Multiple lines of evidence for reproductive winter diapause in the invasive pest Drosophila suzukii: useful clues for control strategies.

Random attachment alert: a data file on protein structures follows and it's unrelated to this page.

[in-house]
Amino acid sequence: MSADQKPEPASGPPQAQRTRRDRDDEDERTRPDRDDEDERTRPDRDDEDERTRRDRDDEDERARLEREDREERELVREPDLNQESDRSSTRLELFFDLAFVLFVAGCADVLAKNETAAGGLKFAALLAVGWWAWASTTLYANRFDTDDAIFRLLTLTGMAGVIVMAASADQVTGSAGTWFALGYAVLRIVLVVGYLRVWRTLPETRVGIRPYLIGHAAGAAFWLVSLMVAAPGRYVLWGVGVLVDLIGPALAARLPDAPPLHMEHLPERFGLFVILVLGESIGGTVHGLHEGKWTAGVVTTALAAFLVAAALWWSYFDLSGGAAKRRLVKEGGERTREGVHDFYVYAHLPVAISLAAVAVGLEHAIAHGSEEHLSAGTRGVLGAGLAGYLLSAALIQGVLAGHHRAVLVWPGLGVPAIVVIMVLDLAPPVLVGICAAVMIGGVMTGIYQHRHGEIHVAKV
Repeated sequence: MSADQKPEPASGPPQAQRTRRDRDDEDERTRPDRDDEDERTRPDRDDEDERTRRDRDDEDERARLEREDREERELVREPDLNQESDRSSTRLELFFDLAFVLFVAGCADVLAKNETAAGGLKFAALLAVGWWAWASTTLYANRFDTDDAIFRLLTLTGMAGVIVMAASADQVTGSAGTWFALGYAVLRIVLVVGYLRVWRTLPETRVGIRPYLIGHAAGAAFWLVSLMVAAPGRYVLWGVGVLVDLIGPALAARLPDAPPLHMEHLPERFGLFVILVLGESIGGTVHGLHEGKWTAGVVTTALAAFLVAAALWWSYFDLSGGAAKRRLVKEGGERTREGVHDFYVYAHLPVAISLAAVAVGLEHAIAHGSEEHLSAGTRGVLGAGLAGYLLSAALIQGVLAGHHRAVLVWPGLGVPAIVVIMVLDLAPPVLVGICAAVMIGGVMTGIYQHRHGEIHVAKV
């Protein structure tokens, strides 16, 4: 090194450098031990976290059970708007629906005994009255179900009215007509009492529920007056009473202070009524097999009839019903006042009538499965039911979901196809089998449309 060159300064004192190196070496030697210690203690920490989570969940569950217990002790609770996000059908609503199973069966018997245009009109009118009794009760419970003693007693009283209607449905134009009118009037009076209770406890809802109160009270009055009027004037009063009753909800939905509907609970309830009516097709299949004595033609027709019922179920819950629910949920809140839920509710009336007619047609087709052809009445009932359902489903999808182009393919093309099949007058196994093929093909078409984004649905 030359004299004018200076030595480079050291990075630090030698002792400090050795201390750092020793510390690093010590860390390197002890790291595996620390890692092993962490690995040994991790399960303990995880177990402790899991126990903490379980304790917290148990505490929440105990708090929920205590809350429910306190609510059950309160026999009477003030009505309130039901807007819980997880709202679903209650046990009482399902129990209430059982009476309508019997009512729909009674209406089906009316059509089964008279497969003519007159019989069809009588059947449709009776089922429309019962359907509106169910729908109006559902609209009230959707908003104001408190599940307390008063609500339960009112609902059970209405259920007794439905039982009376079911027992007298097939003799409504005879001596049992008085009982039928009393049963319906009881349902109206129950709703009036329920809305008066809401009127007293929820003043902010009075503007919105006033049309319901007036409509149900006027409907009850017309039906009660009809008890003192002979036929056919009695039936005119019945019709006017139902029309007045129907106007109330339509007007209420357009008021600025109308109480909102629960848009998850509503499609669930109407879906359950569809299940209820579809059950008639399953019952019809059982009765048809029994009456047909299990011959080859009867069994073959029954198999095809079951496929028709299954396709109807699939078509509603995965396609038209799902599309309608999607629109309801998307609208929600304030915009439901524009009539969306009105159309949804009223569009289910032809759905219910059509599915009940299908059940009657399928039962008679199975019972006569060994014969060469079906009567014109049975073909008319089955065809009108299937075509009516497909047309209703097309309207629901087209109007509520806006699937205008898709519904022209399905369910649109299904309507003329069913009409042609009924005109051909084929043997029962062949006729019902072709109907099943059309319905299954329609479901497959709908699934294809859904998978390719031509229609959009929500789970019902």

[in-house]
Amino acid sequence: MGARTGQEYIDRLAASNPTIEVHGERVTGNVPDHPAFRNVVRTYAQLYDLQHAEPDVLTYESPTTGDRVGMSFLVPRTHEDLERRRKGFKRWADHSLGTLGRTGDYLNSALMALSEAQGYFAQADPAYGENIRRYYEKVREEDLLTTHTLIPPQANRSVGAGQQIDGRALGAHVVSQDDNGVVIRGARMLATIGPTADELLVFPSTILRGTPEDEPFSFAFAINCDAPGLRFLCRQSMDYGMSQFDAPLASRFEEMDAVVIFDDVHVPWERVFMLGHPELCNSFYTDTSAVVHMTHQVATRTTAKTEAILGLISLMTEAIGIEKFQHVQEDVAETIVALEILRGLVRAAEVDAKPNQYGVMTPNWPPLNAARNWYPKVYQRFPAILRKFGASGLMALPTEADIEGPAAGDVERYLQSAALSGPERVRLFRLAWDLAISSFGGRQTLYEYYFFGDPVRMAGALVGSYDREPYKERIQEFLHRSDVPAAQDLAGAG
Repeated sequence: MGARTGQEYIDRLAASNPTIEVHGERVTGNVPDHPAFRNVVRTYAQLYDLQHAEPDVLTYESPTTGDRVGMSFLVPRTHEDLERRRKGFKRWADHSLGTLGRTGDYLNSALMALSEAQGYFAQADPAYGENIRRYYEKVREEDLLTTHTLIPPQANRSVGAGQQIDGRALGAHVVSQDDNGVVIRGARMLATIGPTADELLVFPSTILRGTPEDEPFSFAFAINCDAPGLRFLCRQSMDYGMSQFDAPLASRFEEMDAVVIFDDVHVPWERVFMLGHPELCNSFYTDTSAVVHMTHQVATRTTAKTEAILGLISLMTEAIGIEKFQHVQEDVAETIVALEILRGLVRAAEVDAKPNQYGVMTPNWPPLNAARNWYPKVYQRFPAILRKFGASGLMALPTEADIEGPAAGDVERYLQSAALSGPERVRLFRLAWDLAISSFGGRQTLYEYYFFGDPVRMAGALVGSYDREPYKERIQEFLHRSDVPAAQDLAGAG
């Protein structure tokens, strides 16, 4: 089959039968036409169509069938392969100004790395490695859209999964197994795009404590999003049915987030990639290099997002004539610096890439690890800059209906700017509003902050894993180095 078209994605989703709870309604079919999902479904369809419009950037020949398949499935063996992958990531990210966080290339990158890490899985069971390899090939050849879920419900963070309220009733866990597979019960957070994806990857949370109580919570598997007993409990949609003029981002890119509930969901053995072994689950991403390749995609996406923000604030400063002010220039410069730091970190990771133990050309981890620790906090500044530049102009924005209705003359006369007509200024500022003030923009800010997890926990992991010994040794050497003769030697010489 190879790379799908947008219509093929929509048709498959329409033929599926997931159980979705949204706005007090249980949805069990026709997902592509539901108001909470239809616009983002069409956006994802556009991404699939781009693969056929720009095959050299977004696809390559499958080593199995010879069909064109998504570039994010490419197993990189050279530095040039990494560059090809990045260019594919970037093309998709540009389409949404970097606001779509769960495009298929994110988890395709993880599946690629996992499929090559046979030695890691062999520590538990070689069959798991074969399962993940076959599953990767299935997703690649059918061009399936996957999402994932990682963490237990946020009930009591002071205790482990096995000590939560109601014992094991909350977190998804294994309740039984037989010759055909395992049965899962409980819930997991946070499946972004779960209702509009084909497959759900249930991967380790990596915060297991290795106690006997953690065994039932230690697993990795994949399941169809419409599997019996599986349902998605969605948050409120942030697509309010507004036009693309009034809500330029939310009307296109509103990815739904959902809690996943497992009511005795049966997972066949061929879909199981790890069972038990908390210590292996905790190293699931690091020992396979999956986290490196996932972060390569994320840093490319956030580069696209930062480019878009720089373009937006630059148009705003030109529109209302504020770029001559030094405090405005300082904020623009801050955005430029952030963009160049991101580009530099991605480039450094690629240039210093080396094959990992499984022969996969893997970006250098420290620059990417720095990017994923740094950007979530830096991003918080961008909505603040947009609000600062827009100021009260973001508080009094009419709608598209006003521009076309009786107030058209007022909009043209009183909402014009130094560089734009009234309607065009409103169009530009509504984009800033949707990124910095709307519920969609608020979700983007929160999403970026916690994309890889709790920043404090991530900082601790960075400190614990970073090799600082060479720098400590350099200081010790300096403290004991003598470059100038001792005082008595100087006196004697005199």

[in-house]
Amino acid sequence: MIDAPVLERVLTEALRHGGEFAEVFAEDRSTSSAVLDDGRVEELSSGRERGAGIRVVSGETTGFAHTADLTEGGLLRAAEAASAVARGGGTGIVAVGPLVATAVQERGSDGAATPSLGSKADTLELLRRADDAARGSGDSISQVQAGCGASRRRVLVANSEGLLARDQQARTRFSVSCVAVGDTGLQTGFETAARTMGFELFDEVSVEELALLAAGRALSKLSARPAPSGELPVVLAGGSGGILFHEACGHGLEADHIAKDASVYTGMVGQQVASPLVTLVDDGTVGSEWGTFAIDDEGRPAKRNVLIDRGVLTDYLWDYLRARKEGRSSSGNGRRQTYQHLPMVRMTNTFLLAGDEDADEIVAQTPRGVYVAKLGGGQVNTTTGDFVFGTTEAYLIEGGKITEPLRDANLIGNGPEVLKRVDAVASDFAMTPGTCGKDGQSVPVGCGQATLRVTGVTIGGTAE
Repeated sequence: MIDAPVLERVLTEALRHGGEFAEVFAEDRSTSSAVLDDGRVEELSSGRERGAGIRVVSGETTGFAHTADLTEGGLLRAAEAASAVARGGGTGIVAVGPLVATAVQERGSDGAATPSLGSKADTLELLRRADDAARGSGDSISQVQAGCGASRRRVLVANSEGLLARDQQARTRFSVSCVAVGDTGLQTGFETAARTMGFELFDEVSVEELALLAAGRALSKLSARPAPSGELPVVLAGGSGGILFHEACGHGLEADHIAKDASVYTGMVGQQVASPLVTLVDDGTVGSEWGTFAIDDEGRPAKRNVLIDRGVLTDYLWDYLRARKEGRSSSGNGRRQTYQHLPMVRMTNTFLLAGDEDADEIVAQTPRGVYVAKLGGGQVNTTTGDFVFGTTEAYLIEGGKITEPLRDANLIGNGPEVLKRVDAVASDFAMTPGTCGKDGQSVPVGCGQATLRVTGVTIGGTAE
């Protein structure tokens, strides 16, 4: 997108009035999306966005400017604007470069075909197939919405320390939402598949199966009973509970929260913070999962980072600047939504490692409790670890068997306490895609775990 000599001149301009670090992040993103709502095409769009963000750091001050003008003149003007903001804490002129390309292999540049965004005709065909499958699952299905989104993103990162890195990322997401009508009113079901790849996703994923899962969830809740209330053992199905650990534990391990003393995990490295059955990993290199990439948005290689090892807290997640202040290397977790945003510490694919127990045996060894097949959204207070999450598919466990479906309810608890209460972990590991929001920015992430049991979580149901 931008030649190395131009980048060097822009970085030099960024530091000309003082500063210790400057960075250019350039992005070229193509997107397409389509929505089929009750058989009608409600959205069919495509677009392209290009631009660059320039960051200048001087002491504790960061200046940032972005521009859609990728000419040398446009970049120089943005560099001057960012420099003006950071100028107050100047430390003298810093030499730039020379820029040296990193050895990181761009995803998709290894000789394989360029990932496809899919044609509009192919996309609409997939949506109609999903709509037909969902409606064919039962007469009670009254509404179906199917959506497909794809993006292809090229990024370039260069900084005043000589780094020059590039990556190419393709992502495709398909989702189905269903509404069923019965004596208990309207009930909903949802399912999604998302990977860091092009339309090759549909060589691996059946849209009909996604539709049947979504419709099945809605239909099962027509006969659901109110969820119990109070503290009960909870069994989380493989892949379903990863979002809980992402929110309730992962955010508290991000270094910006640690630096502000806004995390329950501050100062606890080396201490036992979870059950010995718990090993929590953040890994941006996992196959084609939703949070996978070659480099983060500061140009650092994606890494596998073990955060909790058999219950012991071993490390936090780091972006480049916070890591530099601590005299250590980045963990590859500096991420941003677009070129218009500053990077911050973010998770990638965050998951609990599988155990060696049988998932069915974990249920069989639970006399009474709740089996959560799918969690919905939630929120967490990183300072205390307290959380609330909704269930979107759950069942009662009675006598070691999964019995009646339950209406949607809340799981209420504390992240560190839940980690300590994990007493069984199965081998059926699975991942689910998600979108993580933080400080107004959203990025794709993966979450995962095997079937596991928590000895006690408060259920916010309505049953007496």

Successful management of invasive pests, such as Drosophila suzukii, relies on a fine understanding of their biology. Genomic and physiological studies have suggested that the invasive success of D. suzukii is strongly associated with its ability to overwinter in a reproductive diapause state. Here, we coupled field surveys with comparative morphology and genetics to increase our understanding of D. suzukii overwintering behavior and provide useful indications for its management. The results of a 4-year-long field trapping in an Italian mountain region indicate that D. suzukii is continuously captured during winter months and that the number of captures is correlated with temperature. Capture patterns are also contrasting between sexes: while females are more abundantly caught during winter and summer, males are more abundant in spring and autumn. We found that overwintering could occur not only in natural environments, such as woods, but also in anthropic shelters. Comparative morphology and genetics further indicate that spermathecae may play an important adaptive role during winter. Our results unveil complex winter biology in D. suzukii and highlight how the number of overwintering females is an earlier predictor of summer population size. We hence propose that in a given year infestation may be better forecasted by taking into account the captures of the previous winter. We recommend that control methods be diapause-aware. For instance, they should take place in late winter/early spring and close to natural environments, and not only in fruit ripening season and close to orchards.